So we’ve lowered the bar dramatically for the referrer. They don’t have to have the awkward conversation that they are ill-equipped to have: “Man, there’s a workshop coming up; how about I drag you to it?”
FELDMAN: Yes, you can really put your referrals on steroids if you have a whole integrated program and follow-up system. Do you find that the follow-up is often a problem in this business, especially after a seminar?
KENNEDY: Oh, of course. Here is what I have asked: “Hey, you guys waved steaks at people, got them into a meeting, did your dog and pony show. You had 100 there and you booked 20 meetings. What do you do with the other 80?”
Here are the answers I’ve gotten. Very sheepishly: “We don’t do anything.” Or, “We dump them into our generic email or mail list and the next time we are feeding everybody steak, they will get an invitation.” Or, “Bertha calls them if Bertha has time, but since Bertha doesn’t want to call anybody, Bertha rarely has time.”
So 80 percent of everything they spent to put people in that room, they throw down the toilet. I’ve tried to make people uncomfortable with this. I have brought them up in front of the room to tear 80 percent of a $100 bill off and set fire to it because that’s exactly what they are doing.
There are lots of reasons people don’t act immediately. For example, evangelical Christians may have taken a sworn oath to do nothing until they sleep on it.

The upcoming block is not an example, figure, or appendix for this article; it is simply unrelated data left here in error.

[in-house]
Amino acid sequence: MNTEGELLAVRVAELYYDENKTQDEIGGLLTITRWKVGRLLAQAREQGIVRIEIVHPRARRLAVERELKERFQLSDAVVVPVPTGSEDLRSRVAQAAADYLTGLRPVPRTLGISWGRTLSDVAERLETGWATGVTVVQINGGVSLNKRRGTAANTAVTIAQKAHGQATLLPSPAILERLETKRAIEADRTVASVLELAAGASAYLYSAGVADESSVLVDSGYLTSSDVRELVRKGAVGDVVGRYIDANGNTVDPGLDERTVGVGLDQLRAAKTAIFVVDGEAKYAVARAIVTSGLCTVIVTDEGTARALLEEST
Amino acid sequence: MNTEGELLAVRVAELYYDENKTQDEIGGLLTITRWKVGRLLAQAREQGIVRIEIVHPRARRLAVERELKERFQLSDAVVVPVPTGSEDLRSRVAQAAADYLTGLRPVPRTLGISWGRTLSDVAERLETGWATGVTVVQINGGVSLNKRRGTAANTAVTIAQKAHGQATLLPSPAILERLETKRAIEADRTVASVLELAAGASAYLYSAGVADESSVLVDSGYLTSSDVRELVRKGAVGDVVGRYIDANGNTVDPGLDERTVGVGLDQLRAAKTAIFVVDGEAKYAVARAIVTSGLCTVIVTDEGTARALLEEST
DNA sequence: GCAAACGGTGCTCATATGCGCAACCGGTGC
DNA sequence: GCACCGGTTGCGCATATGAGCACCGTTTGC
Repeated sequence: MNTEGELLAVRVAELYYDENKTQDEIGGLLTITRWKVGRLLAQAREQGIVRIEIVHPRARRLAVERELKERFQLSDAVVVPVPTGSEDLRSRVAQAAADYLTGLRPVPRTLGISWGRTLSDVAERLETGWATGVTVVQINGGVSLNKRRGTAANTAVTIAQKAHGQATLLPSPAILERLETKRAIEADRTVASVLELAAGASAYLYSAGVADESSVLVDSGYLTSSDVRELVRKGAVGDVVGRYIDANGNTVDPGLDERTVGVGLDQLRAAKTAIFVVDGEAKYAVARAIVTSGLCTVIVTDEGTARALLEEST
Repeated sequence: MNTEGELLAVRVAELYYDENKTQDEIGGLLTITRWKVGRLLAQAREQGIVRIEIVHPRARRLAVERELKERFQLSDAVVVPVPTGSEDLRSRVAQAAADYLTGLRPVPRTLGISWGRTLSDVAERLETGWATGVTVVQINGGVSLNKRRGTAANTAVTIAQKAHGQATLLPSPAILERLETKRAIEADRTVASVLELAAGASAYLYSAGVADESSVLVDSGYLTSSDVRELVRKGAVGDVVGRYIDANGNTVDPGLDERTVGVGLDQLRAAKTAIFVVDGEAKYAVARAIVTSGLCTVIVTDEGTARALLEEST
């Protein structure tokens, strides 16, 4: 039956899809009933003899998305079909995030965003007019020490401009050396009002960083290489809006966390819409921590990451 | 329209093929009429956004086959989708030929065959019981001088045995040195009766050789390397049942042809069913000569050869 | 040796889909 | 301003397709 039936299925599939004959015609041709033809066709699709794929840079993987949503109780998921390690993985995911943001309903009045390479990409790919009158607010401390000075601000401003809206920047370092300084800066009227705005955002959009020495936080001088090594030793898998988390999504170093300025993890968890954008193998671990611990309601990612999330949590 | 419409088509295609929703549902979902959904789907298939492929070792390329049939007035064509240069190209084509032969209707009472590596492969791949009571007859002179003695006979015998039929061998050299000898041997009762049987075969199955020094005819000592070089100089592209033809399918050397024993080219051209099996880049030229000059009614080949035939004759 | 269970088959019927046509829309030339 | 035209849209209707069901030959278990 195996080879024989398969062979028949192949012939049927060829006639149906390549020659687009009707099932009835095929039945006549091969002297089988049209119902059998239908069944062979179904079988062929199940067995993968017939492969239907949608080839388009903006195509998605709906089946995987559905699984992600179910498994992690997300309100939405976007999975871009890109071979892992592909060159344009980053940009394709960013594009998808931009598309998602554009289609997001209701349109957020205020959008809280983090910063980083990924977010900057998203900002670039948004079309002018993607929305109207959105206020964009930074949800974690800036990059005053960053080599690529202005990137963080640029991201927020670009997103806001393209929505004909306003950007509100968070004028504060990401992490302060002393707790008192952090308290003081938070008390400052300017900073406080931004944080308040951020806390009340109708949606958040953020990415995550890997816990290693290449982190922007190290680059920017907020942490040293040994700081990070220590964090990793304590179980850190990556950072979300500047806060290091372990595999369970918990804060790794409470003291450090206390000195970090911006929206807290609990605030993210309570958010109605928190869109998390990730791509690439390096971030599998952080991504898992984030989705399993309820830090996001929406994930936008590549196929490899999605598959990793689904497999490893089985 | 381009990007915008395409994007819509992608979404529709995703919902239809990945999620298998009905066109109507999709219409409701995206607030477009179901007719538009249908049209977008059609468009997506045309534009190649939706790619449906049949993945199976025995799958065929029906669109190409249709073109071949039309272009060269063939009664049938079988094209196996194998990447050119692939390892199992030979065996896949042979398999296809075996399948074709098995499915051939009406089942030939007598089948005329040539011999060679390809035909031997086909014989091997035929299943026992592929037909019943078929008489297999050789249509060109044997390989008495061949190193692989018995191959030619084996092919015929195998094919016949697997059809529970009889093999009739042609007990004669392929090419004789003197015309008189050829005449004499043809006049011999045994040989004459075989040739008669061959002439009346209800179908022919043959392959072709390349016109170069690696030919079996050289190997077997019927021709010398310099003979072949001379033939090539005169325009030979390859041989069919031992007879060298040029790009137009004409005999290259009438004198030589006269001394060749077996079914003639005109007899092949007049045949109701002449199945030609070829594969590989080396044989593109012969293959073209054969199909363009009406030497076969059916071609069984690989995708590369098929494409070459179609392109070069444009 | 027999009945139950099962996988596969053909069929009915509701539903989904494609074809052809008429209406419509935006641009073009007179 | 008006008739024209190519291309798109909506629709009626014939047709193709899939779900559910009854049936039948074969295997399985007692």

Follow-up is a way of demonstrating sincerity. I don’t buy anything from anybody who doesn’t do good follow-up before the sale because that tells me what life is going to be like after the sale.
FELDMAN: How does an advisor’s life change when they adopt the methods that you are describing?
KENNEDY: It is a much more sophisticated and enjoyable way to do business. Not only will that make life better for the advisor, it will actually make this less stressful for the clients.
It will largely preempt the increasing tendency to shop. The Internet is the gift that keeps on giving, but it’s also the gift that keeps on taking away by commoditizing the business.
That’s especially true with robo-advising, which the Obama administration is pushing. The new fiduciary standard is making it just about impossible for a lot of people of very modest means to get advice from a human. So they can just get advice from a robo-advisor online and they will be just “fine.”
Then there is the Google effect. So the advisor’s dog and pony show told people about “401(k) rollovers,” and then they go home and Google “401(k) rollovers.” As they look at all the information that it brings up, basically they age and die before you ever get a chance to make an appointment.
There is a more sophisticated approach: integrating, positioning, advertising, marketing and selling preempts a lot of this growing nonsense. It’s really about becoming the go-to guy. There is a process for this. It is absolutely appropriate for advisors as it is for lawyers, estate planning attorneys, cosmetic dentists.
It’s about developing a trust relationship environment, and advisors would be well-served by learning it and elevating the way they play the game.